September 7, 2006 7:57 pm
It’s been almost a couple weeks since I last posted, and for the majority of those weeks, this blog has been on my mind. See, I’ve been having a really hard time here. Ben in Japan was so easy. I walked out the door to phenomenal beauty, adventures, people who were happy to be photographed, and a lot of stuff that the majority of my readers had never seen before. An elementary school classroom in Japan was an interesting thing to photograph, beautiful in a way, and the sort of thing I wanted to show everyone back home. Photographing for the blog was so natural and fun that I never even thought about it. I just brought my camera wherever I went and took pictures. I picked the best ones, and wrote about what I had done.
Now I am in Brooklyn, and I had pretty much planned to keep doing the same thing as before. Go out, take the camera, take pictures, blog about it. It seemed pretty fail safe. Not so. I spent last week in Brooklyn, not much to do, so almost every day I went out with my camera. I went to places I liked, did some things, and all I saw every day were cliched pictures of New York, the same old skyscrapers, crazy people, groups of tourists, and packed city streets. Every now and then I would see something that would have made a good photo, but it was always some tired image that fifty thousand people have photographed before - the group of leering construction workers, the guy packed into a tiny newsstand - they would be fine pictures, and probably somebody would like them, but I didn’t come back here to take crappy generic pictures of New York. I had hoped to put a little part of myself into them, make them unique to my life in the city, and I had no idea how difficult that would be. I left the city last weekend, and as soon as I was in a new place, the camera was out and I was taking dozens of pictures, some of which I like. When I came back to the city, suddenly I was bored again.
It probably has to do with familiarity. Nothing here is really new and strange to me, and I don’t feel like I’ve been seeing a lot of things worth sharing with the world. Most of my readers are Americans, and while photos of my house in Japan could be interesting, photos of my house here - not so much. I’m struggling here, and having a kind of hard time of it. I am looking for ideas, or ways to approach the problem, so if you have experience in photographing the stuff millions of people see every day but making it look good, leave a comment or something. I could really use some other opinions.
So anyway, with that enormous preamble, let’s see what I came up with:
The one thing I did that I wasn’t bored out of my mind with was walk deeper into Brooklyn. Staying away from the high traffic areas let me see some nicer, quieter things, and gave me the time to think about the pictures I was taking. That said, when I got home I felt like most of my pictures were trash and I didn’t much like them, but at least I took pictures. After three or four days of going out every day with the camera and coming having never taken it out of the bag, this was a start. Look at that grafitti! The crew that did it had to have been out there in a boat, a thought that gives me no end of pleasure. I imagine them in two old rotting rowboats, two people in each, one person sculling expertly with an oar in the back, the grafitti artist in front, squinting through the fog and holding a lantern.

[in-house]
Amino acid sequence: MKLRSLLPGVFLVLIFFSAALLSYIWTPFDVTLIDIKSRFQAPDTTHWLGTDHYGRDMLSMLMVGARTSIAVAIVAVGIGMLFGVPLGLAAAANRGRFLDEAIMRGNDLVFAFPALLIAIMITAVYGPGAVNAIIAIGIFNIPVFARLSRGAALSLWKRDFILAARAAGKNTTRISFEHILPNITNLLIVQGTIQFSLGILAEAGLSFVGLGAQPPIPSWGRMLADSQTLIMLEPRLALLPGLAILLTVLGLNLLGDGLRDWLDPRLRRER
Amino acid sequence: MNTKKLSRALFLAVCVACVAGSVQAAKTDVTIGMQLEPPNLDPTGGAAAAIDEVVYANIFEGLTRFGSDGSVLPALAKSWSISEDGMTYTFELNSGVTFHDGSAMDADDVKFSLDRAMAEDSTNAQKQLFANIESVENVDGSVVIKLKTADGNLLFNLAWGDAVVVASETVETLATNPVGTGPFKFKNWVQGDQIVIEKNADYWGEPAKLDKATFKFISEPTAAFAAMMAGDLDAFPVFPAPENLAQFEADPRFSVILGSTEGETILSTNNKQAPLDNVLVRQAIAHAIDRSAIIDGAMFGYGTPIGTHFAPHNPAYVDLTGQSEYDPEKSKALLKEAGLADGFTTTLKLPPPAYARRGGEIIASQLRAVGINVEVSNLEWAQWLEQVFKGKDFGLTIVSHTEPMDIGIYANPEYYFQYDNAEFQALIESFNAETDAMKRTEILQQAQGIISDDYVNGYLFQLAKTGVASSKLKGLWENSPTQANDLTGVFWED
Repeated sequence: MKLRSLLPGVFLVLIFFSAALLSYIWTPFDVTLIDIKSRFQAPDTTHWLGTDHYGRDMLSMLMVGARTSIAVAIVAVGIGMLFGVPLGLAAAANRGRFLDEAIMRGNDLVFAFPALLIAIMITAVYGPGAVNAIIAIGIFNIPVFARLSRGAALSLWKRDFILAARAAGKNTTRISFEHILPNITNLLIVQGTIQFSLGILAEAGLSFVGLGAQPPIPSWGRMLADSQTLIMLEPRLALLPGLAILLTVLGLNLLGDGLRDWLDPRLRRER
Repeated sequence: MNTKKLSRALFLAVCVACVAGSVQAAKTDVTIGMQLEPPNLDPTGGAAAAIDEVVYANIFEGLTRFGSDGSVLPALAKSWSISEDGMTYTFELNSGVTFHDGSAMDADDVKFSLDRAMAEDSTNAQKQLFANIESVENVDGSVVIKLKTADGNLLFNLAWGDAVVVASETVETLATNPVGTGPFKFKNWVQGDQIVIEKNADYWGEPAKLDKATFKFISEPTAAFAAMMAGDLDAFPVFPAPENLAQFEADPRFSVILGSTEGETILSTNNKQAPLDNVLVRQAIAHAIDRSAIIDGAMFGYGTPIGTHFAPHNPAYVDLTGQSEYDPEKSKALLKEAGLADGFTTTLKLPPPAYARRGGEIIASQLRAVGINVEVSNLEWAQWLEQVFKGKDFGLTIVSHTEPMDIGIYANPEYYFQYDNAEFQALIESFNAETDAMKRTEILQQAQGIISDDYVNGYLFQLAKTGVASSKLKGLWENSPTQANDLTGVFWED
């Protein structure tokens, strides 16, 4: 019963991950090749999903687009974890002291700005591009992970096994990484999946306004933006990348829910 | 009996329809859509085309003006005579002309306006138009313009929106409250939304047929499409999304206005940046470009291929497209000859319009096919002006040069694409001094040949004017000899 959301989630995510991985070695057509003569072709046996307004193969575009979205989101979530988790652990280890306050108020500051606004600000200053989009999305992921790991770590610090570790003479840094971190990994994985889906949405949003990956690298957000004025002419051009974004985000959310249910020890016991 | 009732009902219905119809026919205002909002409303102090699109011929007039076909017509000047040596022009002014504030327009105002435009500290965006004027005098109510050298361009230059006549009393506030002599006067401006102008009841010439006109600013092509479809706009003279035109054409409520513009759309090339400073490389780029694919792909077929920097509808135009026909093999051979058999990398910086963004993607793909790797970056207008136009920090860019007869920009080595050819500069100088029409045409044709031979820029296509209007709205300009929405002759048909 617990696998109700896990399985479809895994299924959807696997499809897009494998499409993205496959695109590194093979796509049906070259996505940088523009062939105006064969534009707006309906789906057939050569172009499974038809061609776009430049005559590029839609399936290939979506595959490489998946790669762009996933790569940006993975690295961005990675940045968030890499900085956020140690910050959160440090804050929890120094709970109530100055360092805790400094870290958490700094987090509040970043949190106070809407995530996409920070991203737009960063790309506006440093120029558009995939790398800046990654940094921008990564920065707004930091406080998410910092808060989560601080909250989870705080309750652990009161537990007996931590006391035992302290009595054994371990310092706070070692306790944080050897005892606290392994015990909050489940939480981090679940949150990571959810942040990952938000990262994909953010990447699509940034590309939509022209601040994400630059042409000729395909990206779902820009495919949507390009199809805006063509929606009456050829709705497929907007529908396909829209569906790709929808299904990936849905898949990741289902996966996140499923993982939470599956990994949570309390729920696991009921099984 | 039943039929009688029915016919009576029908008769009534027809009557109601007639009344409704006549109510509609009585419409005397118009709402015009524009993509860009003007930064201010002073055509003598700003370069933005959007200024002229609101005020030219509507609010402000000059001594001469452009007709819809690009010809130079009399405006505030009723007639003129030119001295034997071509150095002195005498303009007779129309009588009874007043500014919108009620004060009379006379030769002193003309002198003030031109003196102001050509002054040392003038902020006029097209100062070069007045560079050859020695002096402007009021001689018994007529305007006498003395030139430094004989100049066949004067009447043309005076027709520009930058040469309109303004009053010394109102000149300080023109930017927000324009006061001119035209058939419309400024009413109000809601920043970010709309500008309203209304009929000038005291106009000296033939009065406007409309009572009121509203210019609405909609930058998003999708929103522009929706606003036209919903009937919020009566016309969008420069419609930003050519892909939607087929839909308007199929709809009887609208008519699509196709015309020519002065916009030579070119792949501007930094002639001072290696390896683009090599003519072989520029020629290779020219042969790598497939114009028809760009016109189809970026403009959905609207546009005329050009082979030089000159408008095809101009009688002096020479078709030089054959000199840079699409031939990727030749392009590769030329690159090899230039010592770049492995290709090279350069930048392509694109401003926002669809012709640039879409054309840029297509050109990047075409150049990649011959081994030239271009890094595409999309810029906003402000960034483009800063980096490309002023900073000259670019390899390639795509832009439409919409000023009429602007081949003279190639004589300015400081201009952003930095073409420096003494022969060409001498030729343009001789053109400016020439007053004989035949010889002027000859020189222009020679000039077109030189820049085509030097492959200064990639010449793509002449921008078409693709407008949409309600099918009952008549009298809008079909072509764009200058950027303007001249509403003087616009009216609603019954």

People used to say that if you fell into the Gowanus canal, you would probably instantly die. If you didn’t die, you would most likely grow a third arm or something, and then die of twenty different diseases in the year that followed. It has gotten cleaner recently, now you will only most likely die in the next seven to ten years. Apparently someone saw a seal in there.
A garden on Union Street in Park Slope.
And that was about all I got. Imagine, a week with nothing but a few semi-decent pictures. I was frustrated. At the end of the week I went upstate to Ithaca, to visit Sabrina at Cornell. Now maybe it’s just that I’m more used to taking pictures of natural beauty, or maybe it was that I was in a new place, but as soon as I got there, I was taking pictures without thinking about it, just pointing the camera at things I liked, and at the end of the day the pictures were better than anything I had come up with in a week of frustration in Brooklyn.
There are these t-shirts, maybe you have seen them. They say “Ithaca is Gorges” - that is because Ithaca has these two enormous gorges. They are criscrossed by little narrow bridges, and around Cornell campus it really feels like you are never far from the sound of rushing water echoed off huge walls of stone.
The town of Ithaca is really fun. I didn’t spend a very long time there, but in the couple days I was there, I had excellent food, I went to my first hippie food co-op, and I walked about nine thousand miles. That sounds pretty crappy written out like that, but it was cool, really.
Coolest thing ever: An abandoned hydraulic power station in one of the gorges. I hear you can get inside it, but you need to rappel down through the ceiling. Maybe another time. How amazing would it be in there though?
Ithaca - so I went from this…
…to this. I actually took this picture a few days later, but It’s one that I actually like. Back in the city for a day, I met up with Fred and we drove to a Japanese restaurant in New Jersey. That is another story for another time, but I took these pictures.
And that is about it for the last couple weeks. I am having trouble with this blog, but you can be sure that I will whine and complain in this public forum for everyone to read. For now, I leave you with one last picture of the city that I took yesterday.
Eh, I did my best.
From the 11th to the 18th, I’ll be in Paris. Prepare yourselves for Ben in